But is it worth getting excited about the skill players if you struggle to protect your new asset at quarterback? 

The Raiders have a quality left tackle in Kolton Miller, who graded 13th among all tackles last season, per PFF. Andre James is a quality center, and Dylan Parham is a solid guard. That still leaves two spots open. Right tackle Jermaine Eluemunor is off to New York, and there's another guard spot to fill.

Maybe that won't stop first-year brain trust Antonio Pierce and Tom Telesco from going after their guy at quarterback. But would that happen in a trade up, or would it come at pick No. 13? There are a lot of dots connecting Pierce and Jayden Daniels, but perhaps the Raiders would be content to draft Michael Penix Jr. without giving up extra draft capital.

Much like the Giants, the Raiders also have covered themselves from having to play a rookie immediately. Gardner Minshew brought the Colts within a whisker of the playoffs last season and can begin the year as the starter. 

Even still, that offensive line is cause for concern until further notice.

6. Denver Broncos
First 2024 selection: No. 12 overall

It just feels like the Broncos need a little bit of help everywhere — without a lot of resources to do it.

You can see the roster effects of swinging a major, failed swap for a quarterback and trading to acquire Sean Payton from New Orleans. The Broncos only made five draft picks last spring, and they didn't have a first-round pick in 2023 or 2022. This year represents a chance to refurbish the depth chart.

The good news is, the Broncos did some spending on the offensive line last year. They recently lost Lloyd Cushenberry to free agency, but the trio of Garrett Bolles, Ben Powers and Mike McGlinchey is a nice starting point.

That's probably why there's been talk about the skill positions. The Broncos have been heavily linked to tight end Brock Bowers due to a glaring need at tight end. The receiving corps in Denver is solid, but with this being hailed as a deep receiver draft, it wouldn't hurt to add some talent there.

The Broncos also don't have the benefit of a strong quarterback room. Zach Wilson has technically started a ton of games, but anyone with an Internet connection knows how his time with the New York Jets went. Jarrett Stidham and Ben DiNucci have combined to start five NFL games. There's not a lot here protecting a rookie quarterback from getting thrown into the fire quickly.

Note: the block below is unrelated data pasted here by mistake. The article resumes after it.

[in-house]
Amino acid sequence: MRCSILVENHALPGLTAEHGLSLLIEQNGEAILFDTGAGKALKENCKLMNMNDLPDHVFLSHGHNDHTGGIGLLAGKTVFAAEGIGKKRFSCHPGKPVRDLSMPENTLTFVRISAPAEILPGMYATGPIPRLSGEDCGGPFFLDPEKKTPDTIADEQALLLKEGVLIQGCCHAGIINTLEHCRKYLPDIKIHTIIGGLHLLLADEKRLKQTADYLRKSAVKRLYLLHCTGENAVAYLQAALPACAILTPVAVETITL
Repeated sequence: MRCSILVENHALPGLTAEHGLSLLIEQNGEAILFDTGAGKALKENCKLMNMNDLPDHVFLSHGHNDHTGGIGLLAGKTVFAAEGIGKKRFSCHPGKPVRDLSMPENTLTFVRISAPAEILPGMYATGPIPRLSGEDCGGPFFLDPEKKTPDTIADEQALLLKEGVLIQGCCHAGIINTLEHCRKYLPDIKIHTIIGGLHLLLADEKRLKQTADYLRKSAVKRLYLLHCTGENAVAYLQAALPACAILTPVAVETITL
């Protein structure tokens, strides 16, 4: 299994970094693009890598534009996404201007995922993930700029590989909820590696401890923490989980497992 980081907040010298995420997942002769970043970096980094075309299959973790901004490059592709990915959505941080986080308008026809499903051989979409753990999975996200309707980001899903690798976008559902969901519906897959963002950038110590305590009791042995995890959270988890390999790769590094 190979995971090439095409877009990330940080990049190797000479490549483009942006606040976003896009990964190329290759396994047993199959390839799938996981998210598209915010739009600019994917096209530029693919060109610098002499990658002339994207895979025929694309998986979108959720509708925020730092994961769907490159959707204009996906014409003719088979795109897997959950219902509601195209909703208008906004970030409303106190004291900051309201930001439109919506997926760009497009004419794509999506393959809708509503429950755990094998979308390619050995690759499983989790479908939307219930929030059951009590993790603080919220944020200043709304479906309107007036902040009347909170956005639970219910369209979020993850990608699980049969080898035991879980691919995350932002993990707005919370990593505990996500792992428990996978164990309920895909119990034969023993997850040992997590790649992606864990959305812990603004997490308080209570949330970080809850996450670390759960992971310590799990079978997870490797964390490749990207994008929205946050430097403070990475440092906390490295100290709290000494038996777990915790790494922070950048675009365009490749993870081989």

Ultimately, there's a solid infrastructure here — especially with a longtime offensive-minded guru like Sean Payton pulling the strings. But the Broncos have few pieces that get you truly excited, which puts them below most — but not all — of the teams on this list.

7. New England Patriots
First 2024 selection: No. 3 overall

It's just hard to see the vision.

Perhaps if the Patriots had a boatload of big-time draft picks, like the Washington Commanders, you could talk yourself into them bringing in a wave of exciting, young talent. But the reality is, if New England sits tight and picks a quarterback at No. 3 overall, they'll have just two more picks to use in the top 100 of this year's draft.

That's a problem when you look at the rest of the offense. There's currently no left tackle in New England, nor is there a bona fide star at receiver. Guys like Hunter Henry, K.J. Osborn and Kendrick Bourne are fine complementary pieces, but that's essentially the Patriots' entire offense.

Between that and the holes on the offensive line, there aren't enough resources to fix it all this weekend.

Thankfully, the Pats did bring back Jacoby Brissett, and he could be a placeholder until things markedly improve — though that hardly seems fair to Brissett. But given the way things look here, that's probably a better course than throwing a rookie into such a barren situation.

David Helman covers the Dallas Cowboys for FOX Sports and hosts the NFL on FOX podcast. He previously spent nine seasons covering the Cowboys for the team's official website. In 2018, he won a regional Emmy for his role in producing "Dak Prescott: A Family Reunion" about the quarterback's time at Mississippi State. Follow him on Twitter at @davidhelman_.